Israel To Deploy Thousands Of Police In Jerusalem For Friday Prayers


Israel To Deploy Thousands Of Police In Jerusalem For Friday Prayers

Last week, Israel PM office had said that Muslim worshippers would be allowed to access Al-Aqsa mosque.


Israel’s police force said it will deploy thousands of officers across Jerusalem’s Old City for Ramadan’s first Friday prayers at the Al-Aqsa mosque, with tensions high amid the Gaza war.

“We are prepared for Friday prayers with more police officers. Thousands of them will be in the area of Temple Mount,” police spokeswoman Mirit ben Mayor told reporters, using the Jewish name for the Al-Aqsa mosque site.

Hundreds of police officers had already been deployed in the Old City in Israeli-annexed east Jerusalem since Ramadan began on Monday, she said.

Ben Mayor said up to 25,000 worshippers had already visited the mosque for prayers during the Muslim fasting month of fasting without any incidents.

“We will do everything to enable this Ramadan to be quiet,” she told a news conference.

Asked about clashes that reportedly occurred between police and worshippers on Sunday, government spokeswoman Tal Heinrich said: “We are on high alert”.

“It’s no secret that extremists, terrorist organisations like Hamas and (Palestinian) Islamic Jihad are trying to inflame the region,” she told the news conference.

Last week Prime Minister Benjamin Netanyahu’s office said Muslim worshippers would be allowed to access Al-Aqsa mosque in the same numbers as in previous years during the first week of Ramadan.

“Every week there will be a situation assessment in terms of security and safety and a decision will be made accordingly,” it said.

Palestinians coming to Al-Aqsa from the occupied West Bank were expected to face some restrictions, police said in a statement.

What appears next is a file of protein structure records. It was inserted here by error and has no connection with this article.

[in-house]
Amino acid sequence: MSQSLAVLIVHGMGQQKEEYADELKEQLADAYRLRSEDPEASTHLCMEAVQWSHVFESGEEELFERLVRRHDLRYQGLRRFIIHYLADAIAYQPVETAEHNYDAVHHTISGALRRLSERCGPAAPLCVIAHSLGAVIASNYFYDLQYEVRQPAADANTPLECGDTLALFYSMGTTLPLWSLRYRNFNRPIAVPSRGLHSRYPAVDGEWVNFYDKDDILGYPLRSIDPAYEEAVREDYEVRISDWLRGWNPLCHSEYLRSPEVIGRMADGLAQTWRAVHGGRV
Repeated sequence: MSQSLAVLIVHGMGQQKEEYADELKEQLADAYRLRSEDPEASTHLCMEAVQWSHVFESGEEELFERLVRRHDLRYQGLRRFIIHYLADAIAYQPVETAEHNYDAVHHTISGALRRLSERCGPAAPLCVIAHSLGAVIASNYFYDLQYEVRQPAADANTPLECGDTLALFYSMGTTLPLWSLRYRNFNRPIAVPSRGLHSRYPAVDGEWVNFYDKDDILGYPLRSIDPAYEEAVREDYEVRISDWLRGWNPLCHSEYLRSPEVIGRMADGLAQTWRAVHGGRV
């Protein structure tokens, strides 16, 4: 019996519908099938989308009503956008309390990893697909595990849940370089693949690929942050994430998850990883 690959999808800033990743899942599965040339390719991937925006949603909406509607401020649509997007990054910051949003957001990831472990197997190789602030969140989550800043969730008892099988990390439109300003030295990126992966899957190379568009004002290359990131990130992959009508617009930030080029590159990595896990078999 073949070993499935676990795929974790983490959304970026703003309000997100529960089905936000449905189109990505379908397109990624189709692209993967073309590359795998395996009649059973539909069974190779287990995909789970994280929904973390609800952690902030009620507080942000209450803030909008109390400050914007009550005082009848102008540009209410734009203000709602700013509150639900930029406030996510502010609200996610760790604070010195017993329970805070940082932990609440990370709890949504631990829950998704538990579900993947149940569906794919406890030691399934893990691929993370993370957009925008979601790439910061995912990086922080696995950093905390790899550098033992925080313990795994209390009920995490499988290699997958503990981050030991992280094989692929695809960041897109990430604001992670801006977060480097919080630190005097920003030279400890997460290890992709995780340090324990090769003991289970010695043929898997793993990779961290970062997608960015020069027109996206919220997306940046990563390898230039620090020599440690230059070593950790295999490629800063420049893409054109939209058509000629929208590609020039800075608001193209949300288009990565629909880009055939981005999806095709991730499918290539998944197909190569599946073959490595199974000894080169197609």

Only men aged 55 and older and women over 50 from the territory would be allowed to enter the mosque compound “for security reasons”, government spokesperson Ofir Gendelman said.

Israel’s far-right National Security Minister Itamar Ben Gvir had recently called for stricter restrictions on Palestinian residents of the West Bank, saying they “should not be allowed” entry to Jerusalem to pray during Ramadan.

The Al-Aqsa mosque is the third holiest site in Islam, and although its management technically falls under Jordan’s authority, Israel imposes restrictions in and around the complex.

Clashes often erupt at the site between Muslim worshippers and Israeli security forces.

This year Ramadan comes with Israel engaged in a devastating war with Palestinian Hamas group in the Gaza Strip.

The war broke out after the October 7 attack on Israel by Hamas that resulted in the death of around 1,160 people, mostly civilians, according to an AFP tally based on official Israeli figures.

Israel’s retaliatory military offensive has since then killed at least 31,184 people in Gaza, most of them women and children, according to the territory’s health ministry.

(Except for the headline, this story has not been edited by NDTV staff and is published from a syndicated feed.)

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